Three Other Officers Charged In Death of George Floyd, First Officers Murder Charge Upgraded

Submitted by Take Out on Wed, 06/03/2020 - 15:21

Three former Minneapolis police officers will be criminally charged Wednesday in connection with the death of George Floyd in their custody, Sen. Amy Klobuchar said.

In addition, Derek Chauvin, a fourth former officer who had already been charged with third-degree murder in the case, will now be charged with second-degree murder, the Minnesota Democrat wrote in a post on Twitter.

Klobuchar did not detail the charges that Minnesota Attorney General Keith Ellison plans to file against the three other ex-cops: Tou Thao, J. Alexander Kueng and Thomas Lane. All four officers were fired last week after the arrest. 

But a local newspaper, the Star Tribune, earlier said the trio will be charged with aiding and abetting second-degree murder, citing sources. 

The ex-cops had assisted Chauvin in arresting Floyd on Memorial Day on the suspicion that Floyd passed a counterfeit bill. 

Chauvin, who is white, was charged on Friday with third-degree murder and second-degree manslaughter after video footage emerged showing him kneeling on Floyd’s neck for nearly nine minutes as Floyd, a black man, lay handcuffed, crying out that he could not breathe.

The video shows that Chauvin continued to keep his knee of Floyd’s neck even after Floyd became nonresponsive. 

Floyd’s death has sparked widespread protests against police violence in dozens of cities across the country, with demonstrators and Floyd’s family calling for charges to be brought against Lane, Thao and Kueng.

The family also has demanded that Chauvin face a first-degree murder charge.  

A second-degree murder charge carries a statutory maximum sentence of 40 years upon conviction, compared to 25 years for third-degree murder. Actual sentences are often short of the maximum.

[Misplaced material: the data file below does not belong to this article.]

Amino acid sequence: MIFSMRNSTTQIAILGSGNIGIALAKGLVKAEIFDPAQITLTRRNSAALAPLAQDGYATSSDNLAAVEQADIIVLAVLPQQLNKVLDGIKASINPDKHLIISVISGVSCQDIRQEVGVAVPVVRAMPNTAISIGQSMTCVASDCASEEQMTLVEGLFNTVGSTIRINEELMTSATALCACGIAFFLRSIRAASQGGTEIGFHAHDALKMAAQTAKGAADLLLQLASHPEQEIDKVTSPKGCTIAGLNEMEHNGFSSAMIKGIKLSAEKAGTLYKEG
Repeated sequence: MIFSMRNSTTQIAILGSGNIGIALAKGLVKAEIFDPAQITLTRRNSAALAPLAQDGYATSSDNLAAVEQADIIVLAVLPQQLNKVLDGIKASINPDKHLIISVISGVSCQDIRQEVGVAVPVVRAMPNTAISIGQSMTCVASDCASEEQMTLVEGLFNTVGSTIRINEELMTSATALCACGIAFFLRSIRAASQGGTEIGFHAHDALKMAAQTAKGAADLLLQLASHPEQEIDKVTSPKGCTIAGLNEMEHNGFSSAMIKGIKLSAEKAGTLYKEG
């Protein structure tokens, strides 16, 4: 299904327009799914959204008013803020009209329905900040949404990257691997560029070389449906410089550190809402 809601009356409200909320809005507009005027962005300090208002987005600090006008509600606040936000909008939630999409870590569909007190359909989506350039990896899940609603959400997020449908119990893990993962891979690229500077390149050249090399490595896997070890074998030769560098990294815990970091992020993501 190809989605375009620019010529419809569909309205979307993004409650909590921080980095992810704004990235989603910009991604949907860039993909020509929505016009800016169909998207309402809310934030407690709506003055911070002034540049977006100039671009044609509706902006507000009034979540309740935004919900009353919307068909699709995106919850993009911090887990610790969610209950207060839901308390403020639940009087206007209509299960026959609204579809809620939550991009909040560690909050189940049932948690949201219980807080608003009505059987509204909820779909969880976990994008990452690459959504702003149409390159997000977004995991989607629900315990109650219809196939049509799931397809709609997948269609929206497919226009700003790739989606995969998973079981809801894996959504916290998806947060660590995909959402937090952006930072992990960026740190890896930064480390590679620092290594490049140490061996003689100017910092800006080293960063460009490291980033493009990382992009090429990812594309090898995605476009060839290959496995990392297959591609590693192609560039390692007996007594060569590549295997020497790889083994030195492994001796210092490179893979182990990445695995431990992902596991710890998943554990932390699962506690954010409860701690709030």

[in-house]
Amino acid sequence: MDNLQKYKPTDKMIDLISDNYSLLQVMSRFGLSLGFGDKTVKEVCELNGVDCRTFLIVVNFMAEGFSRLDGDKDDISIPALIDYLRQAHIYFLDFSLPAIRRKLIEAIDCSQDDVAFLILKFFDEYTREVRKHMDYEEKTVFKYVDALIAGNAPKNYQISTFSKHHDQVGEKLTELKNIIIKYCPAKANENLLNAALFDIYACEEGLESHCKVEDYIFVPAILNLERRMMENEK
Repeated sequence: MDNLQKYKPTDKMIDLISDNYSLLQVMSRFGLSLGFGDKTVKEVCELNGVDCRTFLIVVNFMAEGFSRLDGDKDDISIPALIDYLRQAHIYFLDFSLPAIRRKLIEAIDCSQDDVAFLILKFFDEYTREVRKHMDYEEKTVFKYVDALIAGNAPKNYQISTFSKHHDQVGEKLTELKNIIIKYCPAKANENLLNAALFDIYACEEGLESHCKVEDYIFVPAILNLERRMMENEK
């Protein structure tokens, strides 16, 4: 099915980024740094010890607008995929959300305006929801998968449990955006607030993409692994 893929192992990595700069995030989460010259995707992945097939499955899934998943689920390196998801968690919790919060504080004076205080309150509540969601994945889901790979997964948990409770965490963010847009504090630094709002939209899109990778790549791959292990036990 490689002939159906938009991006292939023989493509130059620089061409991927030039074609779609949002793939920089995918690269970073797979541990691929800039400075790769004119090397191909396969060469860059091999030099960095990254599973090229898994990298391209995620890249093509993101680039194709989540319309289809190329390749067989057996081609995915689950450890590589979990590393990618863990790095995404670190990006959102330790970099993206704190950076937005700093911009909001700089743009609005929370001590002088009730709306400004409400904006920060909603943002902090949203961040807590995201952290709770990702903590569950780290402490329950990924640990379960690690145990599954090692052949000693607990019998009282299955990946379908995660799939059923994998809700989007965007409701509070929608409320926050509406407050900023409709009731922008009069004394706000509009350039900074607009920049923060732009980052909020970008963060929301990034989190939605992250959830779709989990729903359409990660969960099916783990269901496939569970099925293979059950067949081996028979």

The charges were not immediately confirmed by Ellison’s office.

Klobuchar, a former candidate for the Democratic presidential nomination, served years ago as the Hennepin County attorney. The Hennepin County attorney’s office was handling prosecutions stemming from George Floyd’s death until Minnesota Gov. Tim Walz assigned Ellison the responsibility on Sunday. Minneapolis is located in Hennepin County.

Two separate autopsies, one commissioned by Floyd’s family and another performed by the Hennepin County, Minnesota, Medical Examiner’s Office, both found that Floyd’s death was a homicide, but differed in their determinations of its causes.

The Hennepin County medical examiner’s autopsy found that Floyd died from “cardiopulmonary arrest” that was complicated by police subduing him with restraint and neck compression. The autopsy also cited underlying health conditions as contributing to his death.

But the independent autopsy, conducted by pathologists hired by Floyd’s family, found that he died from asphyxiation, and that pressure on both his neck and back contributed. Dr. Michael Baden, one of the pathologists and a former chief medical examiner for New York City, said Monday that Floyd “had no underlying medical problems that caused or contributed to his death.”

The criminal complaint against Chauvin details Kueng’s and Lane’s actions during Floyd’s arrest. According to the complaint, Kueng held Floyd’s back and Lane held his legs.

At one point, Kueng checked for a pulse, and said “I couldn’t find one,” according to the complaint. But he and the other cops stayed in their positions for approximately two more minutes.

Floyd repeatedly told the officers that he could not breathe, cried out for his deceased mother, and asked the officers “please,” the complaint against Chauvin reads.

In all, Chauvin held his knee on Floyd’s neck for eight minutes and 46 seconds, including for nearly three minutes after Floyd became nonresponsive, according to the complaint. 

Video tape of the encounter shows bystanders calling for the officers to get off of him.

In an emotional speech on Wednesday, Ben Crump, the attorney for Floyd’s family, said Floyd “cried out for anybody who would listen.”

“It seemed like the lay people on the street were listening. The people who refused to listen were the people who were supposed to listen,” Crump said, speaking from the site where Floyd was killed. 

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